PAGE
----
Farley et al v. Dolgen California LLC

Filing 21

ORDER signed by District Judge Kimberly J. Mueller on 8/8/2017 GRANTING 10 Motion to Remand; REMANDING this matter to Superior Court of California, County of San Joaquin; DENYING 6 Motion to Compel Arbitration as moot. CASE CLOSED. (Michel, G.)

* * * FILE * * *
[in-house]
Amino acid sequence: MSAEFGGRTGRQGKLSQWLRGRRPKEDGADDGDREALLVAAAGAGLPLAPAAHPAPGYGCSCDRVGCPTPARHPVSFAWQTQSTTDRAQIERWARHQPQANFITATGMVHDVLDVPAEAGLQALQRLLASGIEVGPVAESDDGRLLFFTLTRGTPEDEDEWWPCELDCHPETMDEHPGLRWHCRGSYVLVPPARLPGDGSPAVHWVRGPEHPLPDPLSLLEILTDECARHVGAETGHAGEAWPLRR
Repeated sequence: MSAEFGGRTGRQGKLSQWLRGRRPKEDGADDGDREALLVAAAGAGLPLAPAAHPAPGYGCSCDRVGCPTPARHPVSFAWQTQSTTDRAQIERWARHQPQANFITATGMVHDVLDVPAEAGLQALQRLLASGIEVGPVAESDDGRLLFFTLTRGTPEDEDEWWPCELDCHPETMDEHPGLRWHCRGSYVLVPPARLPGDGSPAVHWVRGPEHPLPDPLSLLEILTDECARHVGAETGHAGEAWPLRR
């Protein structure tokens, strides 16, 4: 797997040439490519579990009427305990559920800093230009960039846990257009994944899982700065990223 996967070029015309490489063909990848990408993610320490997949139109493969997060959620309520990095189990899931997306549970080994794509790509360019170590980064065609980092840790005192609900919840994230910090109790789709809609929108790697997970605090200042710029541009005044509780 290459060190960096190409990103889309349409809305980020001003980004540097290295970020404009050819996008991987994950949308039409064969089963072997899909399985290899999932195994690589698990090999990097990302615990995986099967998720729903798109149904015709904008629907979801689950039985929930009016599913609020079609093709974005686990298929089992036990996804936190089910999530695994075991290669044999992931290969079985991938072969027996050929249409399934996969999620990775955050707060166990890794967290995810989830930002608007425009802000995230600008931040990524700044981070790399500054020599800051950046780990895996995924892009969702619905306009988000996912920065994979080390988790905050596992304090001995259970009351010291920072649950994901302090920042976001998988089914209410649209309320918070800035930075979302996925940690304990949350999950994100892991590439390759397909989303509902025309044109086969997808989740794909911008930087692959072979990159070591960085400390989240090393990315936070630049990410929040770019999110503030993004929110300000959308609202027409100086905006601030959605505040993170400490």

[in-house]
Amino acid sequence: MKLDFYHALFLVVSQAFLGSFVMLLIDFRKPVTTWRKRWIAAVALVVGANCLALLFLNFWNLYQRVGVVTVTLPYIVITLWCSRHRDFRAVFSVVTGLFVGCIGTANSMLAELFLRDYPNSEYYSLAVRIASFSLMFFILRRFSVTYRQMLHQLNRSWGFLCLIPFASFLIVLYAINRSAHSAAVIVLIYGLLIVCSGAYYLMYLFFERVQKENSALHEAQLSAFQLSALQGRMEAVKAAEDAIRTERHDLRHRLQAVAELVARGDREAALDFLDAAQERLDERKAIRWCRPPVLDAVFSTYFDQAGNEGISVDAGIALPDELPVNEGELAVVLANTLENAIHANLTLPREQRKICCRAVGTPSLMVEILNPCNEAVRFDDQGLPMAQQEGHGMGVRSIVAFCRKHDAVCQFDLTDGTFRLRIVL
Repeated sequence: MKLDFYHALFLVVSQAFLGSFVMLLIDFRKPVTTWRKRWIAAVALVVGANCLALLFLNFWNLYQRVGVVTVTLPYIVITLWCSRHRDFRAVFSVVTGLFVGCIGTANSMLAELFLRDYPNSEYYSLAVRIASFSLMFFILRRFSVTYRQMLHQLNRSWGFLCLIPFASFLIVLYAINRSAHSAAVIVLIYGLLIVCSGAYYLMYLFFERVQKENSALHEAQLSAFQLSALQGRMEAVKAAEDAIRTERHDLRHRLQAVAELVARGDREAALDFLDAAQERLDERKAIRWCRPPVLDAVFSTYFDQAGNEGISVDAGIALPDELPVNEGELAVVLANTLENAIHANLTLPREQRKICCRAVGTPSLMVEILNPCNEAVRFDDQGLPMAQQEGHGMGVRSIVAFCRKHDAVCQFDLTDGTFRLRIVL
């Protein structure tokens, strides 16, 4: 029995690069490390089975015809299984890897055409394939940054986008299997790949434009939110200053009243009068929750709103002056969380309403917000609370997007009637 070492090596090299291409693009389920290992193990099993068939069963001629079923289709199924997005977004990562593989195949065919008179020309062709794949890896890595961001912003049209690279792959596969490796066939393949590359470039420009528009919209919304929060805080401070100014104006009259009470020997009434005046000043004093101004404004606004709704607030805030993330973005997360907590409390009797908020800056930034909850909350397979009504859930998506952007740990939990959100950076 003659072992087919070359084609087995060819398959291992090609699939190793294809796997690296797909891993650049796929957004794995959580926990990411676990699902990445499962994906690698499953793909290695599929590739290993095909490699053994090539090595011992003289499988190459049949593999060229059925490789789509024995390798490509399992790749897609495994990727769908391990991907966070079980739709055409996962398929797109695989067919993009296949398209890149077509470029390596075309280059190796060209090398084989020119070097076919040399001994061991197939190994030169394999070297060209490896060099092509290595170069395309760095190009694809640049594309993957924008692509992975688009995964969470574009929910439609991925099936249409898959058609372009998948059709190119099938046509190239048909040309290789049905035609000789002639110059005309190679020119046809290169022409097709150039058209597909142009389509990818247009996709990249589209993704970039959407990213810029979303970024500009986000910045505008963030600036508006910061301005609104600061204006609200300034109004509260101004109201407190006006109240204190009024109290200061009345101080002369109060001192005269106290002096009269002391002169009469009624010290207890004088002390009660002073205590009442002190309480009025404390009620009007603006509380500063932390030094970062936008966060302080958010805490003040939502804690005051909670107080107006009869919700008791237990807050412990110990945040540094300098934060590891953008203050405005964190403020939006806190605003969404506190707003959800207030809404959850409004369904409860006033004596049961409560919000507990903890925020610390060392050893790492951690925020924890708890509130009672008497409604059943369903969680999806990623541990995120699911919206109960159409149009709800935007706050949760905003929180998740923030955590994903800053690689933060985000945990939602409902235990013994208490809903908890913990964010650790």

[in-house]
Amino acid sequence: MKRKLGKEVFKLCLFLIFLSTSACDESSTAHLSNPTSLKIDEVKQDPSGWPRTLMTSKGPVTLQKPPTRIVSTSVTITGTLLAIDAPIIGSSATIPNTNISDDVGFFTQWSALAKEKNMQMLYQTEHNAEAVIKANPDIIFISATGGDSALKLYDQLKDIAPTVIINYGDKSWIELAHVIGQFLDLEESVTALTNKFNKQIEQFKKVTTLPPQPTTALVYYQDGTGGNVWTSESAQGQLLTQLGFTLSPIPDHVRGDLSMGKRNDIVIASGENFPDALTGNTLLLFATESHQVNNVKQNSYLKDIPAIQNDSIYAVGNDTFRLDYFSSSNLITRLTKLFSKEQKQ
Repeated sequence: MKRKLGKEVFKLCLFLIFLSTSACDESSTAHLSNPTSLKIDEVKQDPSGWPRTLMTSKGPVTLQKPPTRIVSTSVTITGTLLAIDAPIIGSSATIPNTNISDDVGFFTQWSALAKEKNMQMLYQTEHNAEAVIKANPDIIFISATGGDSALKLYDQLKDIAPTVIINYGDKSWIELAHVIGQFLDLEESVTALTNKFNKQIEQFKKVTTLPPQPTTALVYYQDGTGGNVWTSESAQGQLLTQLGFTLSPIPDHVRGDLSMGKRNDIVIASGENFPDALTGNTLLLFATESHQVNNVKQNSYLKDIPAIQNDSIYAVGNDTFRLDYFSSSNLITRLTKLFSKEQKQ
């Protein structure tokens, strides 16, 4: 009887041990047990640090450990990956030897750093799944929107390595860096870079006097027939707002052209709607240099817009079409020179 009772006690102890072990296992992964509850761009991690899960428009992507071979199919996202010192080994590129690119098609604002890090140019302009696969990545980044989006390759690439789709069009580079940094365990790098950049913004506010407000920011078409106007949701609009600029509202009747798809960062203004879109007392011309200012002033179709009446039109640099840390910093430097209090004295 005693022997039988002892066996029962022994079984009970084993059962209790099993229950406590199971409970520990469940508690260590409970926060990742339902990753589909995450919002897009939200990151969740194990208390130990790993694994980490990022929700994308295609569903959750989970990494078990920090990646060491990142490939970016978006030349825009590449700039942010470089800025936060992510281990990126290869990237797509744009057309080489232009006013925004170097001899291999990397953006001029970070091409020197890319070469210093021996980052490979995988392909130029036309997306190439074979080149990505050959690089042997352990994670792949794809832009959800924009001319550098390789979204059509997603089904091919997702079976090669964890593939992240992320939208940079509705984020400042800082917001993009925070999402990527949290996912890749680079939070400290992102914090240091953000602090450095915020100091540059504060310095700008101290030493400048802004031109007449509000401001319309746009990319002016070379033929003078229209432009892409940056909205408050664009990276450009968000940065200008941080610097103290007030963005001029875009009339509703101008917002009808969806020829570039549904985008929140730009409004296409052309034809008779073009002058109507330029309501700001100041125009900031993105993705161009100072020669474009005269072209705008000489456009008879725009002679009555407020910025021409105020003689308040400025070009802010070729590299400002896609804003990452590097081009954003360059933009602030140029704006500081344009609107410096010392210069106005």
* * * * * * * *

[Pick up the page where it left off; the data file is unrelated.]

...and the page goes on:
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1 2 3 4 5 6 7 8 UNITED STATES DISTRICT COURT 9 EASTERN DISTRICT OF CALIFORNIA 10 11 12 13 ERIC FARLEY and DAVE RINALDI, individually and on behalf of other members of the general public similarly situated, ORDER Plaintiffs, 14 v. 15 16 No. 2:16-cv-02501-KJM-EFB DOLGEN CALIFORNIA LLC, and DOES l through 50, inclusive, 17 Defendants. 18 This putative class action attacks a retail corporation’s policy and practice of 19 20 preventing “key carrier” employees from taking true rest and meal breaks because they are 21 constantly on call. Plaintiffs Eric Farley and Dave Rinaldi originally sued defendant Dolgen 22 California, LLC (Dolgen) in state court for labor and employment law violations before Dolgen 23 removed the case to this court. Not. Removal ¶ 1, ECF No. 1. Plaintiffs now move to remand to 24 San Joaquin County Superior Court. Mot., ECF No. 10. Defendant opposes the motion, and 25 plaintiffs have replied. Opp’n, ECF No. 13; Reply, ECF No. 15. The court submitted the matter 26 without a hearing on December 12, 2016. ECF No. 16. As explained below, the court GRANTS 27 plaintiffs’ motion to remand. 28 ///// 1 1 I. BACKGROUND 2 The putative class includes defendant’s current or former “non-exempt” retail 3 employees who were unable to take proper rest or meal breaks because they were the only 4 employees on duty with “key carrier” responsibility. First Am. Compl. ¶ 16, Ex. B, ECF No. 1 at 5 37 (FAC). Plaintiffs filed this class action in San Joaquin County Superior Court on July 8, 2016. 6 Compl., Ex. A, ECF No. 1 at 19. They filed the operative first amended complaint on September 7 15, 2016, alleging: (1) Meal period and rest break violations; (2) waiting time penalties under 8 Labor Code § 203; (3) wage statement penalties under Labor Code § 226; (4) unfair business 9 practices under California Business and Professions Code § 17200; and (5) violations of the 10 Private Attorneys General Act of 2004, Labor Code § 2699 (PAGA). FAC ¶¶ 32–65. On 11 October 19, 2016, defendant removed the case to federal court, asserting jurisdiction under the 12 Class Action Fairness Act (CAFA), 12 U.S.C. § 1453. Not. Removal. Plaintiffs now move to 13 remand, challenging defendant’s ability to meet CAFA’s amount-in-controversy requirement. 14 Mot. at 11. 15 II. LEGAL STANDARD: CAFA JURISDICTION 16 A defendant may remove to a federal district court “any civil action brought in a 17 state court of which the district courts of the United States have original jurisdiction.” 28 U.S.C. 18 § 1441(a). CAFA gives federal courts original jurisdiction over certain class actions only if 19 (1) the class has more than 100 members, (2) any member of the class is diverse from the 20 defendant, and (3) the amount in controversy exceeds $5 million, exclusive of interest and costs. 21 See 28 U.S.C. § 1332(d)(2), (d)(5)(B). 22 A. CAFA Generally 23 Congress enacted CAFA “specifically to permit a defendant to remove certain 24 class or mass actions into federal court” and wanted courts to interpret CAFA “expansively.” 25 Ibarra v. Manheim Inv., Inc., 775 F.3d 1193, 1197 (9th Cir. 2015) (citation omitted). Although 26 courts generally “strictly construe the removal statute against removal jurisdiction” and apply a 27 “strong presumption against removal,” Gaus v. Miles, Inc., 980 F.3d 564, 566 (9th Cir. 1992), “no 28 antiremoval presumption attends cases invoking CAFA.” Dart Cherokee Basin Operating Co. v. 2 1 Owens, 135 S. Ct. 547, 554 (2014) (citing S. Rep. No. 109–14, p. 43 (2005) “[CAFA’s] 2 provisions should be read broadly with a strong preference that interstate class actions should be 3 heard in a federal court if properly removed by any defendant.”). Nonetheless, “[i]f at any time 4 before final judgment it appears that the district court lacks subject matter jurisdiction, the case 5 shall be remanded” to the state court. 28 U.S.C. § 1447(c). 6 B. 7 Burdens of Proof; CAFA Amount-in-Controversy Disputes A defendant’s burden of proof as to the amount in controversy for removal 8 purposes is lenient. “[A] defendant seeking to remove a case to a federal court must file in the 9 federal forum a notice of removal ‘containing a short and plain statement of the grounds for 10 removal.” 28 U.S.C. § 1446(a). But the notice of removal “need not contain evidentiary 11 submissions”: A defendant’s “plausible allegation that the amount in controversy exceeds the 12 jurisdictional threshold” suffices. Dart Cherokee, 135 S. Ct. at 551, 554. 13 In contrast, when “a defendant’s assertion of the amount in controversy is 14 challenged . . . both sides submit proof and the court decides, by a preponderance of the evidence, 15 whether the amount in controversy requirement has been satisfied.” Id. at 554. The parties may 16 submit evidence outside the complaint including affidavits or declarations or other “summary- 17 judgment-type evidence relevant to the amount in controversy at the time of removal.” Singer v. 18 State Farm Mut. Ins. Co., 116 F.3d 373, 377 (9th Cir. 1997) (citation omitted). When the 19 defendant relies on a chain of reasoning that includes assumptions to satisfy its burden of proof, 20 the chain of reasoning and its underlying assumptions must be reasonable, and not constitute mere 21 speculation and conjecture. Ibarra, 775 F.3d at 1197, 1199. “CAFA’s requirements are to be 22 tested by consideration of real evidence and the reality of what is at stake in the litigation, using 23 reasonable assumptions underlying the defendant’s theory of damages exposure.” Id. at 1198. 24 Then “the district court must make findings of jurisdictional fact to which the preponderance 25 standard applies.” Dart Cherokee, 135 S. Ct. at 554 (internal citation and quotation marks 26 omitted). If “the evidence submitted by both sides is balanced, in equipoise, the scales tip against 27 federal-court jurisdiction.” Ibarra, 775 F.3d at 1199. 28 ///// 3 1 III. DISCUSSION 2 Plaintiff moves to remand based exclusively on the amount in controversy under 3 CAFA. To determine if the amount in controversy exceeds $5 million, courts first look to the 4 complaint. Ibarra, 775 F.3d at 1197. Generally, “the sum claimed by the plaintiff controls if the 5 claim is apparently made in good faith.” St. Paul Mercury Indem. Co. v. Red Cab Co., 303 U.S. 6 283, 288 (1938) (internal footnote omitted). Here, plaintiffs brought an “unlimited civil case,” 7 and asserted “the claims of individual class members, including each plaintiff, are under the 8 $75,000.00 jurisdictional threshold for federal court.” FAC at 1. Relying on the complaint and 9 the declarations of Kellie Collier and Leslie Cheesman,1 defendant’s notice of removal evaluated 10 the alleged meal and rest break violations, wage statement penalties, waiting-time penalties, and 11 potential attorneys’ fees to make its showing that the aggregated amount in controversy exceeds 12 $5 million. Not. Removal. Specifically, defendant estimated an amount in controversy of 13 $6,726,231.00, discussed further below. Id. at 14. 14 In their remand motion, plaintiffs do not provide rebuttal evidence. Rather, they 15 challenge defendant’s calculations and argue defendant did not meet its burden because it relied 16 on “unsupported assumptions.” See Mot. at 3–9. Defendant contends plaintiffs’ motion to 17 remand must fail because plaintiffs did not submit required evidence or offer an alternative basis 18 for calculating the amount in controversy. Because plaintiffs challenge defendant’s estimate, 19 defendant bears the burden to establish jurisdiction by a preponderance of the evidence. Dart 20 Cherokee, 135 S. Ct. at 553–54; see also Ibarra, 775 F.3d at 1197 (emphasizing “the defendant 21 seeking removal bears the burden to show by a preponderance of the evidence that the amount in 22 controversy exceeds $5 million”) (citation omitted). Accordingly, defendant must provide more 23 than a plausible statement to show it satisfies the jurisdictional prerequisite, and the absence of 24 plaintiffs’ rebuttal evidence does not change that requirement. 25 ///// 26 27 28 1 Leslie Cheesman works for Dollar General Corporation as a Workforce Reporting Analyst. Cheesman Decl. ¶ 1, ECF No. 1-4. Kellie Collier also works for Dollar General Corporation, as Senior Director of Business Law. Collier Decl. ¶ 1, ECF No. 1-3. 4 1 Defendant does not submit new evidence or new calculations in its opposition 2 brief, but instead rehashes the assumptions, evidence and reasoning it relied on for removal. The 3 question thus is whether defendant’s initial calculations show, by a preponderance of the 4 evidence, an amount in controversy of $5 million or more. 5 A. Meal and Rest Break Violations (Claim 1) 6 Plaintiffs allege defendant violated the California Labor Code’s meal and rest 7 period standards. Defendant calculated a total amount in controversy for this claim to be 8 $1,838,845.80. Not. Removal at 10. To reach that number, defendant fashioned an equation 9 from the complaint and certain statements from Cheesman’s declaration, attached to the removal 10 notice. See id. (citing Cheesman Decl. ¶ 2, ECF No. 1-4, and FAC ¶ 16). Defendant multiplied 11 1,683 (half of the members in the putative class) by 45 (total work weeks within the period at 12 issue) by 2 (assumption that each member suffered one meal violation and one rest period 13 violation per week) by $12.14 (average hourly rate).2 Id. 14 This calculation, paired with the accompanying explanation and declarations, 15 sufficed under the low burden of proof at the time of removal. See Dart Cherokee, 135 S. Ct. at 16 551, 554 (defendant’s “plausible allegation that the amount in controversy exceeds the 17 jurisdictional threshold” is enough; notice of removal “need not contain evidentiary 18 submissions.”). For removal purposes, defendant needed to provide only a “short and plain” 19 statement, and it did that. Id. at 553 (“By design, § 1446(a) tracks the general pleading 20 requirement stated in Rule 8(a) of the Federal Rules of Civil Procedure.”) (internal citations 21 omitted). 22 Once plaintiffs challenged this calculation in their remand motion, however; 23 defendant needed to do more, given the nature of its initial showing. Defendant’s calculation 24 assumed an average hourly rate of $12.14, yet it is unclear how defendant arrived at that average. 25 Although Cheesman’s declaration avers this is the average salary of the 3,366 retail employees in 26 California that fit the First Amended Complaint’s non-exempt “key carriers” definition, she does 27 28 2 1,683 x 45 x 2 x $12.14 = $1,838,845.80. 5 1 not provide the individual salaries that inform this average. Cheesman Decl. ¶ 4. The calculation 2 also assumes, in the face of the complaint’s silence, that half of the class incurred at least two 3 violations per week. Defendant claims this violation rate is reasonable in light of plaintiffs’ 4 allegation of a “uniform[] corporate policy, practice and/or custom” that “routinely” interrupted 5 meal and rest periods because class members were, as a matter of policy and practice, the sole key 6 carrier on duty and thus prevented from taking compliant meal and rest periods. Opp’n (quoting 7 FAC, ¶¶ 19 20, 30, 37). Defendant has neither fully supported its estimate nor sufficiently 8 explained its reasonableness. 9 Without corroborating documents, Cheesman’s declaration, on which defendant 10 heavily relies, is speculative and self-serving. See Carag v. Barnes & Noble, Inc., No. 2:15-cv- 11 00115, 2015 WL 3706497, at *2, 5 (E.D. Cal. June 11, 2015); Carag v. Barnes & Noble, Inc., 12 No. 2:14-cv-00481, 2014 WL 2446366, at *3 (E.D. Cal. May 30, 2014). Defendant has not met 13 its burden. The court therefore does not consider the $1,838,845.80 estimate in assessing the 14 amount in controversy. 15 B. Waiting Time Penalties (Claim 2) 16 Plaintiffs also allege waiting time penalties under Labor Code § 203. At the time 17 of removal, defendant calculated the total amount in controversy for these violations to be 18 $1,956,564.00. To get there, defendant again relied on the First Amended Complaint to create the 19 following equation: 1,042.5 (half of the number of terminated employees) x 8 (hours in a work 20 day) x 20 (assumed number of days violations occurred) x $11.73 (average hourly rate) for a total 21 of $ 1,956,564.00.3 Not. Removal at 11. 22 This estimate sufficed for removal. See Dart Cherokee, 135 S. Ct. at 551. 23 However, defendant has not met its heightened burden to rebut plaintiffs’ challenge to this 24 calculation. Defendant again provides no meaningful insight into how Cheesman extrapolated 25 average wage rates. Defendant also makes unsupported assumptions based on plaintiffs’ 26 complaint. Defendant contends the complaint’s unlimited language “entitled [defendant] to 27 3 1,042.5 x 8 x 20 x 11.73 = $ 1,956,564.00. 28 6 1 assume that plaintiffs intended to include all putative members in the putative class, and that 2 plaintiffs would seek to recover all of the waiting time penalties for each . . . class member.” 3 Opp’n at 17 (citing Not. Removal at 11). The complaint itself states “Defendants willfully failed 4 to pay [p]laintiffs and other members of the Class who are no longer employed by Defendants for 5 their missed, untimely and/or on-duty or interrupted meal periods . . . upon termination or 6 separation from employment with Defendants as required by California Labor Code §§ 201 and 7 202.” FAC ¶ 41. Defendant’s calculation assumes half of the terminated employees will seek 8 two-thirds of the available recovery. Defendant has not supported this calculation by a 9 preponderance of the evidence. Accordingly, the court will not consider defendant’s 10 $1,956,564.00 estimate as part of the amount in controversy. 11 C. Inaccurate Wage Statements (Claim 3) and Attorneys’ Fees 12 Plaintiffs also attack defendant’s estimated amount in controversy for inaccurate 13 wage statements and attorneys’ fees. For the allegedly inaccurate wage statements in violation of 14 Labor Code § 226, defendant estimated $1,585,575.00 in controversy at the time of removal. 15 Not. Removal at 12. To get there, defendant estimated half of the putative class received 16 inaccurate wage statements. Id. Defendant also referenced the $50 statutory fee for an initial 17 wage time penalty and $100 fee for all subsequent violations. Id. Defendant multiplied 1,093.5 18 (half of putative class) by 50 (initial penalty), and then added that number to a separate 19 calculation of 1,093.5 (half of putative class) by $100 (subsequent penalty) by 14 (pay periods 20 after initial violation), for a total of $1,585,575.00.4 Id. at 13. Defendant then combined the three 21 award estimates for meal and rest time violations, overtime violations and inaccurate wage 22 statements, to form the baseline for its attorneys’ fees calculation. Id. at 13–14. Applying the 23 Ninth Circuit’s twenty-five percent benchmark recovery rate to that baseline, defendant estimated 24 $1,345,246.20 in attorneys’ fees.5 25 ///// 26 27 28 4 (1,093.5 x 50) + (1,093.5 x 100 x 14) = $1,585,575.00. 5 (1,838,845.80 + 1,956,564 + 1,585,575) x 25% = $1,345,246.20. 7 1 The wage statement violation calculation sufficed for removal for the same reasons 2 as did defendant’s calculations for overtime wages and meal and rest violations. See Dart 3 Cherokee, 135 S. Ct. at 551 (“short and plain” statement). The attorneys’ fees estimate also 4 sufficed because when an underlying statute authorizes attorneys’ fees, those “fees may be 5 included in the amount in controversy.” Galt G/S v. JSS Scandinavia, 142 F.3d 1150, 1156 (9th 6 Cir. 1998). PAGA authorizes attorneys’ fees,6 and plaintiffs assert a PAGA claim. 7 The court need not, however, inquire into how these two calculations fare in 8 opposition to plaintiff’s remand motion. The court has rejected defendant’s meal and rest 9 violation and overtime violation calculations as unsupported, and defendant’s attorneys’ fees 10 estimate derives from that unsupported foundation. The court will not consider defendant’s 11 $1,345,246.20 attorneys’ fees estimate in assessing amount in controversy. 12 Without defendant’s three estimates—meal and rest break calculation of 13 $1,838,845.80, overtime calculation of $ 1,956,564.00, and attorneys’ fee calculation of 14 $1,345,246.20—the total amount in controversy does not exceed $5 million. 15 IV. CONCLUSION 16 Although defendant’s notice of removal adequately stated an amount in 17 controversy beyond $5 million, when plaintiffs challenged that calculation, defendant faced a 18 heightened burden to support its calculation by a preponderance of evidence. Defendant has not 19 met that burden. The court GRANTS plaintiffs’ motion to remand to San Joaquin County 20 Superior Court. 21 22 23 24 This order resolves ECF No. 3. The court denies defendant’s pending motion to compel arbitration as moot. ECF No. 6. CASE CLOSED. IT IS SO ORDERED. DATED: August 8, 2017. 25 UNITED STATES DISTRICT JUDGE 26 27 28 6 “Any employee who prevails in any action shall be entitled to an award of reasonable attorney’s fees and costs.” Cal. Lab. Code § 2699(g). 8